If you are a parent who receives child support in Wisconsin, these payments may be essential for ensuring that you can provide for your children’s ongoing needs. Unfortunately, enforcement of child support orders put in place by a court is often necessary in cases where non-custodial parents fall behind on payments. The good news is that there are several different ways to enforce a child support order in Wisconsin.
Child Support Enforcement Actions Available in Wisconsin
When child support is past-due, the recipient may bring this matter to the attention of the court, or they may work with the Department of Children and Families (DCF) to collect what is owed. Notably, Wisconsin law requires interest to be charged on child support that has not been paid. When the total amount of child support that is past-due exceeds the amount that a parent is required to pay in a single month, a 0.5 percent interest charge will apply to the amount owed.
There are multiple methods of child support enforcement that may be available, including:
Withholding income from the non-custodial parent’s paycheck – Generally, when a child support order is put in place, an automatic income withholding order will be created. However, if the non-custodial parent is self-employed or changes jobs, other arrangements may need to be put in place to ensure that ongoing payments will be made. In cases where past-due child support is owed, new income withholding orders may need to be created and issued to the parent’s current employer. If necessary, the amount withheld from a parent’s paycheck may be increased until the past-due amount is paid off. The withholding amount may be increased by up to 50 percent of the total amount the parent has been ordered to pay each month.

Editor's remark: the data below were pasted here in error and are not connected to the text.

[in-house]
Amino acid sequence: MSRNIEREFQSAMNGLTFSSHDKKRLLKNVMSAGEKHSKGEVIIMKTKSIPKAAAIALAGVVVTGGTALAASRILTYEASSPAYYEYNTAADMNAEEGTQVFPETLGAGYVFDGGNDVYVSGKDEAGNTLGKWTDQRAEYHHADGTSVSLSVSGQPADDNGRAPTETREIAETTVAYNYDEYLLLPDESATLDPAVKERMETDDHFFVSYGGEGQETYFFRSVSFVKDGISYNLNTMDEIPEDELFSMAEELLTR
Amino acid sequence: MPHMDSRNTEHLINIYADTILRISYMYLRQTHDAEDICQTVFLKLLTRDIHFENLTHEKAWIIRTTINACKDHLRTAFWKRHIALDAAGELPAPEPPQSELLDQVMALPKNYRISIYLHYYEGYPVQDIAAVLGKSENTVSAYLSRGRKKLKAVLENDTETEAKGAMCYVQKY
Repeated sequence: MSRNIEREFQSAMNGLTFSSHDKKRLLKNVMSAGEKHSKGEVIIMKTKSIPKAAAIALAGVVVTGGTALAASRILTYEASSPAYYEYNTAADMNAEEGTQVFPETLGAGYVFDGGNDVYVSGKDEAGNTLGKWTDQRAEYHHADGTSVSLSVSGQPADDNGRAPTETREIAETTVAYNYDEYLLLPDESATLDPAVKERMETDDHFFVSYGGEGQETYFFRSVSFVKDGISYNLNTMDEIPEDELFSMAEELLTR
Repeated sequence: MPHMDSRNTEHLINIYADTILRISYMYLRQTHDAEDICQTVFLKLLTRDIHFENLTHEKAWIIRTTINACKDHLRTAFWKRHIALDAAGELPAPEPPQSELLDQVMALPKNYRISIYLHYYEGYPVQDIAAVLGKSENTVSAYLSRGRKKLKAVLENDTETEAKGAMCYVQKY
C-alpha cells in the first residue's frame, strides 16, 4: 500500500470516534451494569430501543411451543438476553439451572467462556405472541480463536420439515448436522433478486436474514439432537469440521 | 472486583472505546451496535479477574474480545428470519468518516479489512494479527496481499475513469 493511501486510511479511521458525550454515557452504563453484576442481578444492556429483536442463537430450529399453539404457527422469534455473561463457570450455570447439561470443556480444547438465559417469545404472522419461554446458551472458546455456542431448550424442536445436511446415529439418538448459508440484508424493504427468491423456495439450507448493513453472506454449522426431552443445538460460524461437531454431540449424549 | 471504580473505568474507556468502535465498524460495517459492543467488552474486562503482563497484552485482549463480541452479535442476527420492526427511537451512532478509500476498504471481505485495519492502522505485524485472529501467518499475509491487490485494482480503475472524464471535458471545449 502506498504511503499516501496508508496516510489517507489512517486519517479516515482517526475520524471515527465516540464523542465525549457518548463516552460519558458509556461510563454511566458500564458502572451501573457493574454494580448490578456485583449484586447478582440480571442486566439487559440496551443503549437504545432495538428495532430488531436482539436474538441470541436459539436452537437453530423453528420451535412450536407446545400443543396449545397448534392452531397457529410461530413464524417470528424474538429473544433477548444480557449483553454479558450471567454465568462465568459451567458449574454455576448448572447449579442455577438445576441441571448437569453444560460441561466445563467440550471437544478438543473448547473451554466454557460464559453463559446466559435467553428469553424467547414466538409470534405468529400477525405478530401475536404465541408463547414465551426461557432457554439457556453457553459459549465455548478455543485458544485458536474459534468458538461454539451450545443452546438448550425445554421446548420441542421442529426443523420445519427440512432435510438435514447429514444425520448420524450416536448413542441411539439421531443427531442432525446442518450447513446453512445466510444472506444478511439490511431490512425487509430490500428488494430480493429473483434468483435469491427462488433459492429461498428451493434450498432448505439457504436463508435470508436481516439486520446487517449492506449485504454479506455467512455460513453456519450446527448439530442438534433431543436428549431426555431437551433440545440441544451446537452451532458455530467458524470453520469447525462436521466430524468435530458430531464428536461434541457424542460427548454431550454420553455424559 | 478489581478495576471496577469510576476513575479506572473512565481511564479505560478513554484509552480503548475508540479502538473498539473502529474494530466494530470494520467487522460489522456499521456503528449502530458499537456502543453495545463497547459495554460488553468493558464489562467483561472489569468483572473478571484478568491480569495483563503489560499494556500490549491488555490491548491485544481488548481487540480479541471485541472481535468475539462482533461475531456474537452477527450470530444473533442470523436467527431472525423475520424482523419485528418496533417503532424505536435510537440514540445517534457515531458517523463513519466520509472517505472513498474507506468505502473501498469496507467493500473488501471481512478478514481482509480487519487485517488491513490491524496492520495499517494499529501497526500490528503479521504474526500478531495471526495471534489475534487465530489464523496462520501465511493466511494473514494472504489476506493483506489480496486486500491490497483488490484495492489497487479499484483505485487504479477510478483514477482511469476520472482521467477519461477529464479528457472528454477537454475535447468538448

Creating a payment plan – When a person owes more past-due child support than they will be able to pay at once, a plan may be set up in which they will make regular payments until the amount owed is paid off. These payments will be in addition to their ongoing child support payments. Interest will continue to apply to the past-due amount until it is fully paid.
Offsetting tax refunds – DCF may notify the IRS and the Wisconsin Department of Revenue that a parent owes child support. If the past-due amounts are not paid off by the time the parent files their annual tax returns, any federal or state tax refunds they receive will be intercepted, and these amounts will be applied to the unpaid child support balance. These methods may also be used to intercept any Wisconsin state lottery winnings.
Child support liens – DCF may place a lien on property owned by a parent who owes child support, including their home or vehicle. While these liens are in place, the parent will be unable to sell the property until they pay the amount owed, they will likely be unable to take out any new loans, and they will be denied grants or loans from state agencies.
License suspension – DCF may take action to suspend, deny, restrict, or refuse to renew a parent’s driver’s license, a professional license, or a recreational license (such as a hunting or fishing license). This may be an option if a parent does not have a payment plan in place and has a child support lien with an amount that is at least $1,000 or 300 percent of the parent’s monthly child support payments, whichever is greater.
Filing a motion for contempt – If other enforcement methods have failed, a parent who has failed to pay child support may be held in contempt of court. In these cases, the non-paying parent may be subject to fines, jail time, or both.
Contact Our Milwaukee Child Support Enforcement Lawyers
There are several possible ways to enforce a child support order in Wisconsin. The best course of action will depend on the circumstances of an individual case, so it is important to speak with an attorney to determine the ideal ways to address non-payment and collect the amount owed. To learn how Gimbel, Reilly, Guerin & Brown, LLP can address this issue and ensure that child support payments are made as required, contact our Milwaukee, WI child support attorneys at 414-271-1440 and set up a free consultation.